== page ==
"I had no idea that campaigning had been professionalised to this extent,” says Tom Gammage, the marine biologist – and campaigner – who’s currently riding a wave of global support for his report on plastic pollution, Connecting the Dots. “I thought campaigners just did publicity stunts. I didn’t realise how much influence you can have as a civil society organisation with the right resources, skills and expertise.”
“This is why I’m on this earth,” he says. “And that foundational knowledge I gained at Plymouth has been absolutely instrumental in everything I’ve done so far.”
“I’ve always been a ‘nature boy’ – it’s defined everything I’ve ever done,” Tom says. “So, by the time I was applying to university, I had a very solid idea of what I wanted to do. I knew the South West well from camping trips to Cornwall, and so getting into Plymouth became my ‘North Star’ during my A levels. I worked hard, and I got in."
“And then I realised, ‘This is me, 100%’. There’s nothing else I could do in this world other than this.”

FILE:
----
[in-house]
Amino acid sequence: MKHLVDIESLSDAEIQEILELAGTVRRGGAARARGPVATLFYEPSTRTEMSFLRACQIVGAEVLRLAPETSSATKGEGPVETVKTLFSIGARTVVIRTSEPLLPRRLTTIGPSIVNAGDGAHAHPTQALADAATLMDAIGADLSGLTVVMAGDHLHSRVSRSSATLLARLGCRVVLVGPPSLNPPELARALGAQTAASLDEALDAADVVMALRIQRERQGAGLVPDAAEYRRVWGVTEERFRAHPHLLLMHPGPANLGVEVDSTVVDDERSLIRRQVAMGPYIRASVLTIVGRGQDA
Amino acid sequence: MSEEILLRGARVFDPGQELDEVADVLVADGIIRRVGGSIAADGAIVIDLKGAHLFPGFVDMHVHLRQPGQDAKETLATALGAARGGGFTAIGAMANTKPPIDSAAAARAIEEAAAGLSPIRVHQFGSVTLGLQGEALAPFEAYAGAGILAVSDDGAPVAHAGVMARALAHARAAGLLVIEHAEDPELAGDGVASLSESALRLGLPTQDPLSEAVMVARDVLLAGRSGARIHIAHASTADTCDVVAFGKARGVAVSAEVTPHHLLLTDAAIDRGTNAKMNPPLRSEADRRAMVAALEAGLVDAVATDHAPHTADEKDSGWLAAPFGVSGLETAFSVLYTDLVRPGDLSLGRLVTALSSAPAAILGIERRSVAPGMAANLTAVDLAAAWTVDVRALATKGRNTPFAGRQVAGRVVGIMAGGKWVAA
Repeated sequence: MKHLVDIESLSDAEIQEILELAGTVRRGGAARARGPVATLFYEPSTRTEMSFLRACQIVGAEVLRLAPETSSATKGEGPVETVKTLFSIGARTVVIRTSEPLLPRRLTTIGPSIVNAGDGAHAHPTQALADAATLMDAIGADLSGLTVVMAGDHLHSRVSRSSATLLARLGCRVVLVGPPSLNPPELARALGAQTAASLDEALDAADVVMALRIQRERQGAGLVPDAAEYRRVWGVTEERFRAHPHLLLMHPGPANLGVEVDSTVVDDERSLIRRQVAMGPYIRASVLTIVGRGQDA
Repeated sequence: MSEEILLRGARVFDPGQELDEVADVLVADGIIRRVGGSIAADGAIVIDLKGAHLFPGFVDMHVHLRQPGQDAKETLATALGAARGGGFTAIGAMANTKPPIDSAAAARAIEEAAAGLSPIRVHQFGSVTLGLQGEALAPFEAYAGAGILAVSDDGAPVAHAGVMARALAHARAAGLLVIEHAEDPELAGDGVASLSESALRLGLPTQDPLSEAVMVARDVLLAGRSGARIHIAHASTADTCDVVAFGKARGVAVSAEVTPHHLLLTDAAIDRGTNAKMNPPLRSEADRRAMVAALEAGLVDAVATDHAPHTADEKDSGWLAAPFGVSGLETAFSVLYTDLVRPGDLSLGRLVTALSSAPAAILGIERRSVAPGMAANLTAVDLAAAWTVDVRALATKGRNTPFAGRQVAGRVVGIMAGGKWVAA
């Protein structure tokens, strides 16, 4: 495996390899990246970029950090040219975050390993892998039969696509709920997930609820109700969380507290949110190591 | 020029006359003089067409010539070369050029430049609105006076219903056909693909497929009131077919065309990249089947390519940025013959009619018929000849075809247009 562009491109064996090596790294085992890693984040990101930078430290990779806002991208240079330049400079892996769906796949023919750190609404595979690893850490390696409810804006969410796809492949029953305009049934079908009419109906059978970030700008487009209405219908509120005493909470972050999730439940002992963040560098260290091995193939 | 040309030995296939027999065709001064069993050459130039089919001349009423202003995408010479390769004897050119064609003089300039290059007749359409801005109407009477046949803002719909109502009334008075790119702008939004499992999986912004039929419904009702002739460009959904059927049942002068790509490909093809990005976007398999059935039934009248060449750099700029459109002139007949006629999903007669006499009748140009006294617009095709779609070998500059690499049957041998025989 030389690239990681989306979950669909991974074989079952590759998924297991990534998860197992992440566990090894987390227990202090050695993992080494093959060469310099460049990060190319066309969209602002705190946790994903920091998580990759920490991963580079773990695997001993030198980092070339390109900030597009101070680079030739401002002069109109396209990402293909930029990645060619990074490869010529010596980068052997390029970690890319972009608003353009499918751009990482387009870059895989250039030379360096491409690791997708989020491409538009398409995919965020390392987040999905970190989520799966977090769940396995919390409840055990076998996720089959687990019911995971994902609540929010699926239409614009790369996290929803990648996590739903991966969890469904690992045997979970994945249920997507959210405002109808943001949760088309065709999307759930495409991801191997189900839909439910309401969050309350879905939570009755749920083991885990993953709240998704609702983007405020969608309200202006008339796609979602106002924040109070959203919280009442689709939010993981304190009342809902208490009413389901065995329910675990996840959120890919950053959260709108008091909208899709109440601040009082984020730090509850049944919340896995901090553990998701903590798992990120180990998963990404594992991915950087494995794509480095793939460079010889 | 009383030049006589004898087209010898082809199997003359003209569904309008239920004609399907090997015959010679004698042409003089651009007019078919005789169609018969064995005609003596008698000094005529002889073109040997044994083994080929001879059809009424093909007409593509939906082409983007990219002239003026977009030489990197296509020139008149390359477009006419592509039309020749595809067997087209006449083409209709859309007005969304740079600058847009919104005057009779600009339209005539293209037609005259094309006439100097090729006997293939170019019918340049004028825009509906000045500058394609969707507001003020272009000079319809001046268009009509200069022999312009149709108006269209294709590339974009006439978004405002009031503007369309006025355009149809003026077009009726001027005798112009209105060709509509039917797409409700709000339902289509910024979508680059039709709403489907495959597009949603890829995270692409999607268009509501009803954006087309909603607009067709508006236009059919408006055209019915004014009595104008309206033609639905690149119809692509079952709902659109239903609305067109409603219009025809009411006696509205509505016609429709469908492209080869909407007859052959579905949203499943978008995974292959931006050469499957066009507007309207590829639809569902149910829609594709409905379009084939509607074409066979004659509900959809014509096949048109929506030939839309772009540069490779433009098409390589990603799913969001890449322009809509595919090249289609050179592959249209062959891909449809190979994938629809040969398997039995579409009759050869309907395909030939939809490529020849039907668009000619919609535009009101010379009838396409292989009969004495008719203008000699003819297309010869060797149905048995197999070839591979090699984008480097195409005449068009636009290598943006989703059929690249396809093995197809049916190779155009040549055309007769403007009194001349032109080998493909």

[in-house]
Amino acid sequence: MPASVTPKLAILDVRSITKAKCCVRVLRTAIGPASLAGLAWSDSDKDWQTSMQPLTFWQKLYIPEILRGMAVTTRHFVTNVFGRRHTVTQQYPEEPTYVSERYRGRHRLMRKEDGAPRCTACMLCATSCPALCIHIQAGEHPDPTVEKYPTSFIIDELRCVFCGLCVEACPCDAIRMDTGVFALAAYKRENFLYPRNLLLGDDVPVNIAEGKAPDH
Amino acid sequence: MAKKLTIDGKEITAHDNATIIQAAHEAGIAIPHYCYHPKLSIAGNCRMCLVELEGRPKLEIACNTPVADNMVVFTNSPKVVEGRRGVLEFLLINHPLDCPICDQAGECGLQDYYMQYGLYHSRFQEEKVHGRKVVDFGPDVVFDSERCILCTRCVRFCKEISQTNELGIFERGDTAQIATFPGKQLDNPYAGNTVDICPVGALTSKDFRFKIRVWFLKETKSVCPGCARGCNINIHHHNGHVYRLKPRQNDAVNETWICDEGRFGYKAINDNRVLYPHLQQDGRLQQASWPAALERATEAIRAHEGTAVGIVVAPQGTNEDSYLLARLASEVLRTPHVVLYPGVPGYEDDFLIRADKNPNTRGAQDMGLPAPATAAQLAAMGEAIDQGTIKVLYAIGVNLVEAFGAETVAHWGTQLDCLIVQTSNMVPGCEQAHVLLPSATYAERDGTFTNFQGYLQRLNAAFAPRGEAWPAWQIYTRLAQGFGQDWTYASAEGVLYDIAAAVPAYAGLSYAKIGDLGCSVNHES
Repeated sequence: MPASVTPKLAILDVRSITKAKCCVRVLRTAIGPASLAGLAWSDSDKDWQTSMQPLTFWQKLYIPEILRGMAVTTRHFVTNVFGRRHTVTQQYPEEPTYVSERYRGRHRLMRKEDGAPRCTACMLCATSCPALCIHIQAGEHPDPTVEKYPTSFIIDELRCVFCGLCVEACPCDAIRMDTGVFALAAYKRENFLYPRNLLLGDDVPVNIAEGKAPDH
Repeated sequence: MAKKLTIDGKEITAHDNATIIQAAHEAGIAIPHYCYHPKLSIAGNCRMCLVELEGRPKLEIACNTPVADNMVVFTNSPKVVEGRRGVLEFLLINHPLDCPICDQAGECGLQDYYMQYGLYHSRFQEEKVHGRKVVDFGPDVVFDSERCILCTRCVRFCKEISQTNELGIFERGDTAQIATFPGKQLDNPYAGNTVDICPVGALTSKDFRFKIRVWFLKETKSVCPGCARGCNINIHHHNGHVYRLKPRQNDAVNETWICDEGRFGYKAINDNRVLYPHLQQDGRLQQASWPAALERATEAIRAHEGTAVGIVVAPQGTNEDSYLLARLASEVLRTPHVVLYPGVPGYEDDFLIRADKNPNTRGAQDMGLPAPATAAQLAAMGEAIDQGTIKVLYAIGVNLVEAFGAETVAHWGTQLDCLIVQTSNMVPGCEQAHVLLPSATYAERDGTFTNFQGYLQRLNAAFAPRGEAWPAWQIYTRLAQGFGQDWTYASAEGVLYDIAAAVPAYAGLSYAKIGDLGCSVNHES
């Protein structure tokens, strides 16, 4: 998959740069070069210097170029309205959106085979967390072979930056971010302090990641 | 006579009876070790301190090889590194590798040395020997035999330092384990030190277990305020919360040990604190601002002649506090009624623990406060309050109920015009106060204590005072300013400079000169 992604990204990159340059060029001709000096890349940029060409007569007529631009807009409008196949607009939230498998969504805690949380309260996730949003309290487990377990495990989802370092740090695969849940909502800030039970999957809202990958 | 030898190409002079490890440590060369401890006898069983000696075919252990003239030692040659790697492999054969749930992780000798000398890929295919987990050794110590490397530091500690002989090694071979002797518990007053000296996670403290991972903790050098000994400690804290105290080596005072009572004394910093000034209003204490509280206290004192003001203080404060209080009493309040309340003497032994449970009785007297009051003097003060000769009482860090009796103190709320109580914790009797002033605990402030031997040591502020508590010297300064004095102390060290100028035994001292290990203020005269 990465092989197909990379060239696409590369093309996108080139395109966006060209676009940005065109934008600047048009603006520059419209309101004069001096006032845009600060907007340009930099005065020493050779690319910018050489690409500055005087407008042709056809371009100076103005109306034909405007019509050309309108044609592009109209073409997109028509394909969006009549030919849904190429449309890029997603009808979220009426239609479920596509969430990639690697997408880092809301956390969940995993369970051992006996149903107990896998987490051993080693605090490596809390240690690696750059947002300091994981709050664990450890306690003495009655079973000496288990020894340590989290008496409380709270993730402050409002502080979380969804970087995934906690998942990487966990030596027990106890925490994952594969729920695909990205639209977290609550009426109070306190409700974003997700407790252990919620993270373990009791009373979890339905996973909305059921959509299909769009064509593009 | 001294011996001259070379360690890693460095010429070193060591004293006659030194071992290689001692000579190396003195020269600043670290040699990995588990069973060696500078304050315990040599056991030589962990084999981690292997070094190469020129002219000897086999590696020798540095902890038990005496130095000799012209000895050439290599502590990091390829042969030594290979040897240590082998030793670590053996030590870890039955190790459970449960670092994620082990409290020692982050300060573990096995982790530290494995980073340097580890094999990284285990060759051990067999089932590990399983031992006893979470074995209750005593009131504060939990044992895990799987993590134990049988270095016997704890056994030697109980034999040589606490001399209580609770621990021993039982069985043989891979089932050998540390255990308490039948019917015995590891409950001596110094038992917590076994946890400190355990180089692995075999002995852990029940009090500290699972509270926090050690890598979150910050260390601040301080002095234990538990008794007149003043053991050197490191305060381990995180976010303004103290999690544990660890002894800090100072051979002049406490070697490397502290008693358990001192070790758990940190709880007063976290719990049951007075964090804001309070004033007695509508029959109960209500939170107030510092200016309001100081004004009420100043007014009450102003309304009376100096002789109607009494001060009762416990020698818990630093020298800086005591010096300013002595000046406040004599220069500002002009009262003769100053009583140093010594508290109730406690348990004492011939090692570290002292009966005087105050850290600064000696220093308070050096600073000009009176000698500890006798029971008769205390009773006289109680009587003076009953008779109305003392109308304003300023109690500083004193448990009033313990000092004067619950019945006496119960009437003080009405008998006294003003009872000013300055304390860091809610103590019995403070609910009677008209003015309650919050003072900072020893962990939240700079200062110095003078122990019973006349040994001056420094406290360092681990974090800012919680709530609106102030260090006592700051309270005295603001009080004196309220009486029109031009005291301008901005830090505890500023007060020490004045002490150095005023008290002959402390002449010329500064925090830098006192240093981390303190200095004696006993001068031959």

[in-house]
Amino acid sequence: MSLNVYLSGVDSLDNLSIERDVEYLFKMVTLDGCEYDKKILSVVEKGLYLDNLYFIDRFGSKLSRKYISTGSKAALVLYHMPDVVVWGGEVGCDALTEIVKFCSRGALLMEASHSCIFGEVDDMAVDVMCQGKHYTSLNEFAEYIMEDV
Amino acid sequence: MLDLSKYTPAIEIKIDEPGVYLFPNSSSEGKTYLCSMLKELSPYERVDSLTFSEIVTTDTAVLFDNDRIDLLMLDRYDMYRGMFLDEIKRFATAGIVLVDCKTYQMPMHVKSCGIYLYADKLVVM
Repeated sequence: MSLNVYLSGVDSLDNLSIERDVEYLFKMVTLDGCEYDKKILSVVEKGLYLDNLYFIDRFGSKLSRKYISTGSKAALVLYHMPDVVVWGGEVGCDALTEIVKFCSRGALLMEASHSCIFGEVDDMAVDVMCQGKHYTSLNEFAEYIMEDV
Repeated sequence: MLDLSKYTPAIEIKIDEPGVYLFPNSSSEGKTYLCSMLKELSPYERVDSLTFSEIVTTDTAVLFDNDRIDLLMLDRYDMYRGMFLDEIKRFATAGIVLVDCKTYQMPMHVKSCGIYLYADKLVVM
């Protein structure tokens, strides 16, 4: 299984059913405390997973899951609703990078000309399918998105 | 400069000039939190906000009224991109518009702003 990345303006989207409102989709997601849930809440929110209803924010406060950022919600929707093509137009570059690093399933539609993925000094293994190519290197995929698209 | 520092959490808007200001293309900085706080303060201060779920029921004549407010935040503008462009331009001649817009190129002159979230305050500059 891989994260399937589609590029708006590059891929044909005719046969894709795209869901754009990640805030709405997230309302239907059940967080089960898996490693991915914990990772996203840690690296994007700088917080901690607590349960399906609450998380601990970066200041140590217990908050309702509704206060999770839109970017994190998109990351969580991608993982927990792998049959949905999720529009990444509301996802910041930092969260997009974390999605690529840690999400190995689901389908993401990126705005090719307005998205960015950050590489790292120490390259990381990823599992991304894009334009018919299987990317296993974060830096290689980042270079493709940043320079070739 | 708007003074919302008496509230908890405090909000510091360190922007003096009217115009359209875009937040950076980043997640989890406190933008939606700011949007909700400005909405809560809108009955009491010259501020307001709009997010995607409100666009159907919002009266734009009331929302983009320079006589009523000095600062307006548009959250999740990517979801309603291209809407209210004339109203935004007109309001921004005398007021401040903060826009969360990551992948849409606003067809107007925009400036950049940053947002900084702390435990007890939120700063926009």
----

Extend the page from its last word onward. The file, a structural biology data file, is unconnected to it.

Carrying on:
It amounted to a remarkable five years overseas – but Tom knew there was something missing from his skill set: advocacy.
“I joined EIA in November 2019, with a remit that would see me travelling to events and conferences around the world,” Tom says. “I would be acting as a trusted advisor to certain countries, particularly those that have limited capacity. It’s all really up my street, but then, COVID …”
“We may be a relatively small organisation, but we pack a massive punch,” Tom says. “And while we are not necessarily well-known in a broad context, in the fields that we work in, we’re very well respected. All of our work across our four programmes of wildlife, oceans, climate and forests is pioneering.”
Tom says: “I initially wanted to put something into peer-reviewed literature, but Richard advised that I had the opportunity to do something ‘loud’, something that scientists traditionally cannot. So that helped to shape the theme of the report."
“And since its launch, it’s been crazy,” he adds, shaking his head as if in disbelief, and a broad smile breaking out across his face. “The BBC took up the story and since then it’s exploded. We’ve had requests from Singapore, Iran, Canada …it’s amazing to watch your idea spread around the world.”
I am a scientist and I love what I am doing – but I do miss that primary research,” he says, finally.